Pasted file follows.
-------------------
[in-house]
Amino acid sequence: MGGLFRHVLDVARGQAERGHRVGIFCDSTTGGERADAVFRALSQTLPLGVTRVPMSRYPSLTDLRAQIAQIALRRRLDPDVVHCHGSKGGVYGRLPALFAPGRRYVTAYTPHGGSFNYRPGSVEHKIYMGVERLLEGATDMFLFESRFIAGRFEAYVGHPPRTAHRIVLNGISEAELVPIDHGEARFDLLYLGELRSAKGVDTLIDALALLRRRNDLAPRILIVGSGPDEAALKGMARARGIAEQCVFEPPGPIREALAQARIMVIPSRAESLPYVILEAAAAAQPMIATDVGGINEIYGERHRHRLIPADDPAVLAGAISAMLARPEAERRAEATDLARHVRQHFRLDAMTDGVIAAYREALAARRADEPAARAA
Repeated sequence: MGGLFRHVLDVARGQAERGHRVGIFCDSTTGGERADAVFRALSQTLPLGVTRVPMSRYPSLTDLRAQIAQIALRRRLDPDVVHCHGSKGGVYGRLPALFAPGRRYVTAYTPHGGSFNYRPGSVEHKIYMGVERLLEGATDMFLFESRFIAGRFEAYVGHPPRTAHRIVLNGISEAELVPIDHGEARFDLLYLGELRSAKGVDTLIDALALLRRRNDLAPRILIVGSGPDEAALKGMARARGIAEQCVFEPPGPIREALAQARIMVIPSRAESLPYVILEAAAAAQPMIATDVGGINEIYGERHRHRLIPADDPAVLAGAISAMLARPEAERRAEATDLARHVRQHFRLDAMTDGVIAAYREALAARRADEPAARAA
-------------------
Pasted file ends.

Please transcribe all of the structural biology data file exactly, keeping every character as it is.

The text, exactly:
[in-house]
Amino acid sequence: MGGLFRHVLDVARGQAERGHRVGIFCDSTTGGERADAVFRALSQTLPLGVTRVPMSRYPSLTDLRAQIAQIALRRRLDPDVVHCHGSKGGVYGRLPALFAPGRRYVTAYTPHGGSFNYRPGSVEHKIYMGVERLLEGATDMFLFESRFIAGRFEAYVGHPPRTAHRIVLNGISEAELVPIDHGEARFDLLYLGELRSAKGVDTLIDALALLRRRNDLAPRILIVGSGPDEAALKGMARARGIAEQCVFEPPGPIREALAQARIMVIPSRAESLPYVILEAAAAAQPMIATDVGGINEIYGERHRHRLIPADDPAVLAGAISAMLARPEAERRAEATDLARHVRQHFRLDAMTDGVIAAYREALAARRADEPAARAA
Repeated sequence: MGGLFRHVLDVARGQAERGHRVGIFCDSTTGGERADAVFRALSQTLPLGVTRVPMSRYPSLTDLRAQIAQIALRRRLDPDVVHCHGSKGGVYGRLPALFAPGRRYVTAYTPHGGSFNYRPGSVEHKIYMGVERLLEGATDMFLFESRFIAGRFEAYVGHPPRTAHRIVLNGISEAELVPIDHGEARFDLLYLGELRSAKGVDTLIDALALLRRRNDLAPRILIVGSGPDEAALKGMARARGIAEQCVFEPPGPIREALAQARIMVIPSRAESLPYVILEAAAAAQPMIATDVGGINEIYGERHRHRLIPADDPAVLAGAISAMLARPEAERRAEATDLARHVRQHFRLDAMTDGVIAAYREALAARRADEPAARAA